Judge Gonzalo Curiel
In May, Trump said that the federal judge presiding over a lawsuit brought by former Trump University students had an “absolute conflict” in handling the case because he is “of Mexican heritage.”
Trump, who at the time was the presumptive Republican nominee, claimed that US District Judge Gonzalo Curiel — he was born in Indiana — had “an inherent conflict of interest” because Trump plans to build a wall along the border between the US and Mexico.
Trump’s comments were condemned by Democrats and Republicans alike. House Speaker Paul Ryan described what Trump said as the “textbook definition of a racist comment.”
The episode lingered for days, and while Trump eventually released a statement saying his comments were being “misconstrued,” he did not apologize or suggest that Curiel was treating him fairly.
Trump University is the target of two lawsuits in San Diego and one in New York that accuse the business of fleecing students with unfulfilled promises to teach secrets of success in real estate.
Pastor in Flint, Michigan
Trump earlier this month visited Flint, where he intended to further his recent pitch to African-American voters while highlighting how the federal government had failed the impoverished city. But in a speech to a traditionally African-American church, he was cut off, chastised and then heckled after he began to attack Clinton.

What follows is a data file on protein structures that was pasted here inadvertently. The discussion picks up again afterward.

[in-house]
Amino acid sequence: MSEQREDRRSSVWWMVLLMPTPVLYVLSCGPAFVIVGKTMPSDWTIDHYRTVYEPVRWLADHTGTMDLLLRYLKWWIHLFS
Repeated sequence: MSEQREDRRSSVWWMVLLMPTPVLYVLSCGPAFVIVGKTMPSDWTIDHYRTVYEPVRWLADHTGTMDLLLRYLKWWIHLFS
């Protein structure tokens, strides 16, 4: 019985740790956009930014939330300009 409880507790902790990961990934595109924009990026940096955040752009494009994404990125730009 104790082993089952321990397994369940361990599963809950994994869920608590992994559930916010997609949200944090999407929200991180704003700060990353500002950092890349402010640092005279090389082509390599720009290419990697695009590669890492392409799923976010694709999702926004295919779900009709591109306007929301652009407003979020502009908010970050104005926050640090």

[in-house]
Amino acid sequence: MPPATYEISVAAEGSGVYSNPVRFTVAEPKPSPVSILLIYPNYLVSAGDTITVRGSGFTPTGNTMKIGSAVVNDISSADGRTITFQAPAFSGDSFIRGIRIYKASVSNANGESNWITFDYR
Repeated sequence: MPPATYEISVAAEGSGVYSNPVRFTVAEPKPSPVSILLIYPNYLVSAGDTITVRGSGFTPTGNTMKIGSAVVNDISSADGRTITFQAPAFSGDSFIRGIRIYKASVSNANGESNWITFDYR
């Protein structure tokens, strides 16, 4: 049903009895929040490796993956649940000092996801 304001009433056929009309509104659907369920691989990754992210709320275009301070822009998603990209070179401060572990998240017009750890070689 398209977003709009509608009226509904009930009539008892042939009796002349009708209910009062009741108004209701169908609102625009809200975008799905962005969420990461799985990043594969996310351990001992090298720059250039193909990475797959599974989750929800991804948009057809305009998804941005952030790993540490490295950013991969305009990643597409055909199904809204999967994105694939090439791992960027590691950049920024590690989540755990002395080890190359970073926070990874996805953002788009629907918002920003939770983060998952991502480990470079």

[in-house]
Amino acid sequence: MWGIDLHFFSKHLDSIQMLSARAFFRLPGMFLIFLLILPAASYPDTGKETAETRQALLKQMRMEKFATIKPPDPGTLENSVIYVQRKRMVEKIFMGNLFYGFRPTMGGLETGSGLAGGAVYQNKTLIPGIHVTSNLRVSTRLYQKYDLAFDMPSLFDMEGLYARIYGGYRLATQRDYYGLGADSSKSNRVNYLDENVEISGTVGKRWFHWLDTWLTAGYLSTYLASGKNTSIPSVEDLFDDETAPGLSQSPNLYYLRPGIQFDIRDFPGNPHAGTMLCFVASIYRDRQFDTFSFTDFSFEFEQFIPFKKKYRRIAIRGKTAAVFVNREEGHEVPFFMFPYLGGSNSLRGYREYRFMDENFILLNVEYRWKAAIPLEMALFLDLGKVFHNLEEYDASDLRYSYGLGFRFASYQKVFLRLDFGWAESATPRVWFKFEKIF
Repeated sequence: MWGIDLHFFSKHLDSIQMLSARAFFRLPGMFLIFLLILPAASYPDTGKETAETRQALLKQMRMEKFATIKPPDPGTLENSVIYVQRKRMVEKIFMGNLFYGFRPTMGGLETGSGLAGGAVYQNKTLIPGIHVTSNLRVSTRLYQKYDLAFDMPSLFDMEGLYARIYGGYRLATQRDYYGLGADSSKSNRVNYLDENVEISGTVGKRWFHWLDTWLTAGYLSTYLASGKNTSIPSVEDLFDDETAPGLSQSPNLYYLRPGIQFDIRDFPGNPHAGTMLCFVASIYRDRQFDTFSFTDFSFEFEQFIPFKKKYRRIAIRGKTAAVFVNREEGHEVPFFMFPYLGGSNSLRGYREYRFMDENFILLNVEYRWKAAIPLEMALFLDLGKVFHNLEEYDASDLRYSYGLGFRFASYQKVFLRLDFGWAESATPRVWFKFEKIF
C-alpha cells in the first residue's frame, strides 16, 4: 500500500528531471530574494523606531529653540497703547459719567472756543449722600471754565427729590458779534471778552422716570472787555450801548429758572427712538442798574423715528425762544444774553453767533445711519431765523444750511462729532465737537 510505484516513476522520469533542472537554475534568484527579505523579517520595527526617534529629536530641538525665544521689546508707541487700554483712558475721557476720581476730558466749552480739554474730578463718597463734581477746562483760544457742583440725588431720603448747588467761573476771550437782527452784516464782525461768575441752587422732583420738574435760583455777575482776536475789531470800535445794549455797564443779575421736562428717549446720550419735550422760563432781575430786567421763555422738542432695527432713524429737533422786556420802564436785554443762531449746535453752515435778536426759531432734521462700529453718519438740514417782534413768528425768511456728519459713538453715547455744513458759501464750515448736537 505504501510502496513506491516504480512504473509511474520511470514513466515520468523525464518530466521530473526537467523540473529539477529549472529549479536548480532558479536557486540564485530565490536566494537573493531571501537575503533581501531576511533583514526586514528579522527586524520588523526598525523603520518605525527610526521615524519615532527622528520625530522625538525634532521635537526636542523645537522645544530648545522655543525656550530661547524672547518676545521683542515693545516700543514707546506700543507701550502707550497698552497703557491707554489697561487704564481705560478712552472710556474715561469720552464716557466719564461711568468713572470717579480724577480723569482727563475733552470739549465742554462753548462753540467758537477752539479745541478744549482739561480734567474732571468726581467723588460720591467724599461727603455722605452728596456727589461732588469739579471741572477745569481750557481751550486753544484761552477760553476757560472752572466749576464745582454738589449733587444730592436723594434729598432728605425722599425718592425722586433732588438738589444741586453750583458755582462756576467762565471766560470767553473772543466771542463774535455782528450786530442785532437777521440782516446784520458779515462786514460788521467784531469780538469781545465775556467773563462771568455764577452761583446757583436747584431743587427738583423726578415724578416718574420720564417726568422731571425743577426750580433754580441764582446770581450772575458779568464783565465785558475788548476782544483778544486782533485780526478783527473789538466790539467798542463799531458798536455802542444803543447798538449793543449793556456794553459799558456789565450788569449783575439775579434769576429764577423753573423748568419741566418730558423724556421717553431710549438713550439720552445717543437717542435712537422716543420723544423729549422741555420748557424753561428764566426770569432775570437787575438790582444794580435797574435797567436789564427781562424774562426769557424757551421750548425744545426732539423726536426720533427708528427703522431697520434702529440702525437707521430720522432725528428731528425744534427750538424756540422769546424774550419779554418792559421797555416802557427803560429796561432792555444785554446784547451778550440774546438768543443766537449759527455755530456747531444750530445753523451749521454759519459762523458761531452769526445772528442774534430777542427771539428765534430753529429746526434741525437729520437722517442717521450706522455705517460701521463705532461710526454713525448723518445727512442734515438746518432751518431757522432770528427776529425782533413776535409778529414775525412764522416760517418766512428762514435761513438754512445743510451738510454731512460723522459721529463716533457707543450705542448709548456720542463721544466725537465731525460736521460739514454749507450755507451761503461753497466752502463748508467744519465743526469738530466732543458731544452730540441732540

“Mr. Trump, I invited you here to thank us for what we’ve done in Flint, not give a political speech,” said the Rev. Faith Green Timmons, the pastor of the Bethel United Methodist Church.
The Republican nominee stopped, then said: “OK, that’s good. Then I’m going to go back to Flint” and its water crisis that had sickened its citizens.
But Trump went after the pastor the next morning during a “Fox and Friends” interview. He claimed that the pastor was “a nervous mess” and accused her of having a political agenda while insisting that he thought “something was up.”
A day after accepting the Republican presidential nomination at his party’s convention, Trump suddenly pivoted back to the GOP primaries, choosing to re-litigate a pair of months-old battles with rival Ted Cruz.
In what should have been a feel-good victory lap the morning after his thundering acceptance speech, Trump instead defended his decision to retweet an unflattering photo of Cruz’s wife, Heidi, and returned to wondering about possible links between Cruz’s father and President John F. Kennedy’s assassin.
“All I did was point out the fact that on the cover of the National Enquirer there was a picture of him and crazy Lee Harvey Oswald having breakfast,” Trump said in front of a group of bewildered supporters in Cleveland. “Did anybody ever deny that was the father? They’re not saying, ‘Oh, that wasn’t really my father.’ It was a little hard to do. It looked like him.” Actually, Cruz had ridiculed the idea as “nuts.”
He also declared that, two days after Cruz was loudly booed at the Republican National Convention for not endorsing the new nominee, he would never accept the Texas senator’s backing.
Last week, Cruz said he would support Trump.